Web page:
Trucking mayhem: Bigfoot vs Sling Shot
A slice of Britain: Thousands gathered this weekend to watch monster vehicles burn rubber – and the crowd included one newly converted cyclist
Sunday 13 September 2009
The mob waited in near-frenzy: gathered yesterday afternoon under a brilliant Lancashire sky to see the "original conqueror" Bigfoot take on the "no fearing, no respecting" Sling Shot. The most surprising thing about all this was my own lather of anticipation. After all, these people were getting het up about, well, lorries. Big lorries.
My only previous experience of trucks was an unhappy hitch-hiking journey from London to Edinburgh that ended up as a 36-hour, sleep-deprived nightmare.
Thousands of men, women and children gasped when Bigfoot cleared four cars in his last jump to win the first round of Monster Mania at this year's Truckfest North-West. Not only did I gasp; I jumped up in delight and applauded. City-dwelling cyclists like me are not, it would seem, immune to the joys of burning rubber and huge, pulsating engines.
For truckers, truck chicks and truck kids, this weekend is truck heaven. More than 500 vehicles of all sizes enter competitions such as "show and shine" and "best owner-driver".
But the monster trucks are the royalty. The colossal beasts – often about five tons of gleaming metal, can shift their considerable mass from nought to 60 in just over five seconds. There are only eight in the UK, compared with 400 in the US where the phenomenon originated 25 years ago. UK fans must travel far and wide to watch the metal titans leap over and crush puny motor cars.
Nigel and Lisa Morris make a living from Bigfoot which they describe as the 17th descendant of the original monster truck built by the American Bob Chandler. Mr Morris built Bigfoot in 2003; its body is a 1971 F150 Ford but with crop-sprayer tyres which cost almost £9,000 for the set.
Mr Morris, 48, is a three-time European champion who started racing motorbikes at the age of eight. He and his wife, both self-confessed petrolheads, have done 33 shows this year. "My passion was always for two wheels, but as I got bigger, so did the vehicles and now I love nothing more than seeing faces in the crowd as I crush the cars," said Mr Morris. "Eight- to 80-year-olds, they all love it. There's too much doom and gloom in this world so I love being involved in something that makes people happy."
There are no female monster truckers in the UK but three or four really good ones in the US, according to Mrs Morris, who, wouldn't you know it, doesn't drive at all. The most famous is the scantily clad, former WWE wrestler Madusa, who can help pull in a crowd of 100,000 for a single race. I'm a little ashamed to say that even such testosterone-filled tales failed to curb my enthusiasm. Two hours from my eco-friendly, vegetarian life in London, I seemed to have morphed into someone else.
Truckfest UK is in its 27th year. The biggest of five annual truck shows takes place in Peterborough and attracts in excess of 110,000 fans. Sandwiched between Warrington and Wigan, yesterday's event at Haydock Park racecourse is the smallest of the five, but more than 20,000 were expected over the weekend.
What started out as a low-key opportunity to meet fellow truckers, spend time with the family and admire a few shiny trucks has turned into a massive business opportunity for the road haulage industry. Recovery truck manufacturers, tyre companies and mat makers are all here hoping for a sale. The family atmosphere has not been lost. Mercedes-Benz and Volvo are out in force, showing off their wagons to wide-eyed little boys and their dads who then happily walk across to the fun fair.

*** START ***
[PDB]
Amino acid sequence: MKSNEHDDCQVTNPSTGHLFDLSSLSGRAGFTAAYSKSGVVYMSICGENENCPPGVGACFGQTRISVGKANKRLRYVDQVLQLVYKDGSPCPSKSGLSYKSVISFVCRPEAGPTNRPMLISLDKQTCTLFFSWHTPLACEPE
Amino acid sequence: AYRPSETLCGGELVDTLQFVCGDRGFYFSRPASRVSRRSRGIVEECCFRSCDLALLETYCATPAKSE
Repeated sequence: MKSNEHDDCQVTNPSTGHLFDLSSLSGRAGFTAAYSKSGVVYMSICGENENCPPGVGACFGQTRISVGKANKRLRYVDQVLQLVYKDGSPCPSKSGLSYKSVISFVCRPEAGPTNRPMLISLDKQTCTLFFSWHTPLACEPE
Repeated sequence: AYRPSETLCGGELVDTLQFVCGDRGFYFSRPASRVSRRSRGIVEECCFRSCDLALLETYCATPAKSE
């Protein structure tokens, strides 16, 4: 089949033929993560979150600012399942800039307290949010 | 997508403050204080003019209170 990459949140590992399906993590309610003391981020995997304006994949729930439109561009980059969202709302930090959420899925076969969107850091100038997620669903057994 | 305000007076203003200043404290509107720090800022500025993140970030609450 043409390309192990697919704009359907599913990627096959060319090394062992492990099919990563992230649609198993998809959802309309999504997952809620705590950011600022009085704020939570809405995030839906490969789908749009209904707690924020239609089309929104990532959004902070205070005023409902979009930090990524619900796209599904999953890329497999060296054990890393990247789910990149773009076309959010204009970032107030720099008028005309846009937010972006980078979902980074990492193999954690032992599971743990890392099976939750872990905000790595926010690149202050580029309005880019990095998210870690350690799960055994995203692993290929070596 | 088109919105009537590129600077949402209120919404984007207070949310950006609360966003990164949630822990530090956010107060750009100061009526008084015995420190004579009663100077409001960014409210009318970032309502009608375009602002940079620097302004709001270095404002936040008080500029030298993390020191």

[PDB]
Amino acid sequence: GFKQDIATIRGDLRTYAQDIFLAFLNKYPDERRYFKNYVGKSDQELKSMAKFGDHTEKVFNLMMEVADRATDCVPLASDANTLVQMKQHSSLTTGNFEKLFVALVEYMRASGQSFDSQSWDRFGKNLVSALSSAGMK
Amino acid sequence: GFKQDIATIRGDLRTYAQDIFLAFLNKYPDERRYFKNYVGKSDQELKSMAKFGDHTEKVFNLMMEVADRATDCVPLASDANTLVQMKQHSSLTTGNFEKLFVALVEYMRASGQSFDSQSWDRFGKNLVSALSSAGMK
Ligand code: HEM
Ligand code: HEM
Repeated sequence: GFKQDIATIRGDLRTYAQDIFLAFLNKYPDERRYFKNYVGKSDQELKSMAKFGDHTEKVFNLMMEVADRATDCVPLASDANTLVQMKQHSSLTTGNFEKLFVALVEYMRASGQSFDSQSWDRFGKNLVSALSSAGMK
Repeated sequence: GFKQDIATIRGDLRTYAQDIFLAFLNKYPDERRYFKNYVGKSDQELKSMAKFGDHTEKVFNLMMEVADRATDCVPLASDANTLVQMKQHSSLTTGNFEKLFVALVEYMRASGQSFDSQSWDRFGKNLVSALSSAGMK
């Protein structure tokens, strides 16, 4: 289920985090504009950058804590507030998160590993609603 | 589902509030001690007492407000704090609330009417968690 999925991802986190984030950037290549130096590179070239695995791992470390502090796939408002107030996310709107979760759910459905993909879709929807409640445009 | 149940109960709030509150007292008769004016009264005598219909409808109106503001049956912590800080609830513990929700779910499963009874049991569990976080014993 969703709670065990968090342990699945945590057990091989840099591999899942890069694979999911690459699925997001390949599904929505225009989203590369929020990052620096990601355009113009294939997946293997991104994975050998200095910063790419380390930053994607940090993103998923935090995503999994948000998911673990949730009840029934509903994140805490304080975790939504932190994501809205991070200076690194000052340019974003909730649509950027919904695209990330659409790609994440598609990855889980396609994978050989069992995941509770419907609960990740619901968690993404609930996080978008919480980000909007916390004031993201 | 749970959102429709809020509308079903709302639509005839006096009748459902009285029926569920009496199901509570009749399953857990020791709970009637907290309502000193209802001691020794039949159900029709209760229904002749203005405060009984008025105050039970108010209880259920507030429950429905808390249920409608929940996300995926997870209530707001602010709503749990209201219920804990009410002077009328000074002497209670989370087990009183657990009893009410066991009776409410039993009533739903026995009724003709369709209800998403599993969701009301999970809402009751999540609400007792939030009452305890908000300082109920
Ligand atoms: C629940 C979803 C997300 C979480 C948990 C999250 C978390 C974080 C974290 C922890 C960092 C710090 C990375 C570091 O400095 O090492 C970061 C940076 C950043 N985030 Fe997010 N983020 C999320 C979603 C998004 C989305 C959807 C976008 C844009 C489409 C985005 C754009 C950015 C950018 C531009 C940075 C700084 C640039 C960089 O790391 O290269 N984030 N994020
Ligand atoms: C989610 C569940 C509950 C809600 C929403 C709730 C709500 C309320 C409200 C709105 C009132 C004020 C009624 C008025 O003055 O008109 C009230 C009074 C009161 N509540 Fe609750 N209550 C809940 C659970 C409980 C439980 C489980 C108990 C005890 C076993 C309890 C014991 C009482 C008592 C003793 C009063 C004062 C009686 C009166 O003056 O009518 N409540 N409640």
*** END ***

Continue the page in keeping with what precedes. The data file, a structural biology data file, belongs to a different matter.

There are plenty of WAGs here, too. Some may have been dragged along but most are just as awestruck as their men. By mid-morning the beer and merriment are flowing freely, while the smell of barbecued meat gets stronger. There is not a falafel in sight. This is no place for vegetarians: by the time I leave I am famished.
But it is an event for families. The majority of the 500 truckers here for the weekend have brought theirs along. Most are sleeping in their wagons, so-called "trampers" for the weekend. The lucky ones with corporate hospitality have tents provided by their employers.
Previous Truckfests can boast Take That and Boyzone as special guests. This year's celebrities include Rick Yemm, star of the cult series Ice Road Truckers, which began its third series on Five last week. Sporting a blue Mohican, multiple piercings and tattoos, he admits to feeling a little weary of his new-found fame. You can see why: I'd never heard of him before but four families approach him for a photo in the space of five minutes. "I feel sorry for the British truckers," says Yemm. "The driving legislation here is unbelievable. Me, I'm not really into following rules. We can drive for 13 hours without stopping."
Another attraction is Sally "Traffic" Boazman. Truckers love her and she loves them back. As Radio 2's traffic presenter for the past 10 years, she has relied on the drivers calling in with updates. "If one of my regulars calls in to say the M6 is jammed, I don't need to wait for the police report; they're always accurate. That's why I like to come and say thanks."
There is a genuine feeling of inclusiveness and fun; "a good day out" which I enjoy as much as any of the diehard fans. After all these years, I find that I'm actually an environmentally aware, vegetarian, bicycle-riding, egalitarian trucker chick. Who would have thought it?
Diving in at the deep end is no excuse for shirking the style stakes
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